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has any one used himalayan cedar for top its other name is deodar
if yes then what should be its thickness

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No not Yedi....but ants love that tree.That's why they call 'em deodarants.I want to hear more about it.Sounds strong!
there are only two original cedars one is himalayan cedar and other is cedar from lebonon as mentioned in the bible both are aromatic but i wanted to know if it is any good for top of guitar
I know that “Cedar” (Canadian Red Cedar) is often used as topwood on flamenco guitars...
And then we also have “Thuja plicata” (from US West coast, from Alaska to Washington, Oregon and Columbia), also known as “Cedro” that is becomming more and more popular as soundboards.
Cedar is softer, less elastic and strong as spruce, but in general it is more stable.

To give you an idea of its worth: 2 pieces “Special Classical Red Cedar Soundboard” (550x 200x 4 mm) are now being offered for Euro 35 (ex taxes etc, about US$ 47.60).

Are you working on a Classical or on an Accoustic guitar?

Bart
hey bart
i am currently working on an accoustic guitar
i have himalayan cedar available in my shop it is just as heavy and dense as spruce
i would also like to know with cedar should i go for thicker or thinner braces compared to spruce
i should add a point that cedar surface can get damaged very easily
by the way cedar is aromatic and smells good -- at least to me
I'd use the ceder that you have - particularly if this is your first guitar. Wait to spend more money on more expensive wood after you develop your skills.

As a start, keep the thickness at about 0.125 inches (3.175mm)

Brace diameter should be kept the same size as the spruce braces. HOWEVER, I like to use the same type of wood that is on the top for the braces but it is not necessary.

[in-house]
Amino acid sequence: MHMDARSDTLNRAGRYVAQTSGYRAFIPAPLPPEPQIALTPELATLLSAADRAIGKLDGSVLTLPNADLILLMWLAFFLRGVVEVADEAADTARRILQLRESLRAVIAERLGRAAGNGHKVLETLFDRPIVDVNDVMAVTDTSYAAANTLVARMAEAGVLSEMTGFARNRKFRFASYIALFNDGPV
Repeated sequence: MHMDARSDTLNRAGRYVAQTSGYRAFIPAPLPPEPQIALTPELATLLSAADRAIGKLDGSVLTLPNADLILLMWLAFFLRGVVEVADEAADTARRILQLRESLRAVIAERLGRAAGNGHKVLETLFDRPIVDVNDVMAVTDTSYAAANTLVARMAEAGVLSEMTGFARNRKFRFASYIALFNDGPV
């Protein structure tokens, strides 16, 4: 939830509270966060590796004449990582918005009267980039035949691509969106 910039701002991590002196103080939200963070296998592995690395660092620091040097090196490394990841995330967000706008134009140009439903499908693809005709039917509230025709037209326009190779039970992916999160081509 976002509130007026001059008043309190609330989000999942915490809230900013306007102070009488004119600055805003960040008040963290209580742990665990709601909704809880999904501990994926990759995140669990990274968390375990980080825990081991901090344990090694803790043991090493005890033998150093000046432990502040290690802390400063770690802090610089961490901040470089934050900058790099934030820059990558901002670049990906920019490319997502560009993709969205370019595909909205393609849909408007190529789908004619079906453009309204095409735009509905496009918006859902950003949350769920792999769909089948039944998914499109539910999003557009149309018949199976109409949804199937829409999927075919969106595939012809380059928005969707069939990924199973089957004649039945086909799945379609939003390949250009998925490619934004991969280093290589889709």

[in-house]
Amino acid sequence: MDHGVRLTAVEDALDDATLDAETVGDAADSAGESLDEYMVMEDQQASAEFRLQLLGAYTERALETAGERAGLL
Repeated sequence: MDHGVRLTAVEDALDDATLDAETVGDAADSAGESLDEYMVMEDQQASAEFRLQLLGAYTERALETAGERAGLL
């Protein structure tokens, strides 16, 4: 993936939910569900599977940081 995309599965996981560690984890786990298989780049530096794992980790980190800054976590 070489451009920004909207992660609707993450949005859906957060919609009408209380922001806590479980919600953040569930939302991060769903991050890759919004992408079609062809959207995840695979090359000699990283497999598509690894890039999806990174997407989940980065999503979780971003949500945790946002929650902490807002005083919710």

Yes , it is soft wood and will be easily damaged so make sure whenever you have a nice soft and clean material underneath it. I'd recommend cork but make sure you keep the cork clean of any bits of dirt, wood shavings, debris, etc.

It does have a great smell!
hey steve
thanks for the info
have u used a himalayan cedar top
if yes how does it compare to spruce
rgds
No, I haven't used Himalayan cedar but regularly use western red cedar. It produces a steel-string guitar that is louder than spruce - and in some cases a bit heavier in the bass.
thanks for your info
Bart, you've got some things really mixed up here.

Western red cedar is Thuja plicata, and it has been used for tops for a very long time—it's not becoming "more and more popular." It's nowhere near as strong as spruce. Furthermore, it is never referred to as cedro.

Cedro, as used in guitarmaking, is Cedrela odorata, native to central America. It's used for necks and linings, rarely for sides and backs (mostly in Mexico), and never for tops.

Deodar cedar is a true cedar, and rather rarely used in lutherie. Most other so-called cedars are in the cypress and Meliaceae families - not true cedars at all. It's rather pointless to compare them since deodar is so rarely used and isn't even related to the other "cedars."

According to a chart of common Indian woods, Deodar "is the most important timber tree providing soft wood. It can be easily worked and it is moderately strong. It possesses distinct annual rings. It is used for making cheap furniture, railway carriages, railway sleepers, packing boxes, structural work and so forth."

I'd test it the same way I'd test a piece of spruce. Not all wood is created equal, and species is indicative of very little. A good piece of wood is where you find it.
Paul, thanks for setting me straight!
The “info” I posted was coppied/pasted from the webside of one of my suppliers, so now I’m doubting their knowledge on woods...

Looks like one more score for the “minformation” on the WWW. (Or me not double-checking!)

Bart
Hi paul

how do i know if deodar can be used for soundboard
You can't tell unless you try it. It's not a known quantity for instrument tops.

Again, if it looks good, and the rough top seems stiff (comparable to spruce) and emits promising sounds, it'll probably work. People have used the craziest things for tops and have gotten good results: white pine, western red cedar, mahogany, walnut, koa, Alaska yellow cedar, Douglas fir.

And there's a lot of spruce of the famous species such as Sitka, Adirondack, European and so on, that's absolutely useless or inadequate for making instruments, which is why good luthiers learn to evaluate each piece before they put any time or energy into it. That's the only real way to gauge its suitability: your own backlog of knowledge about which wood (regardless of genus and species) has worked for you.

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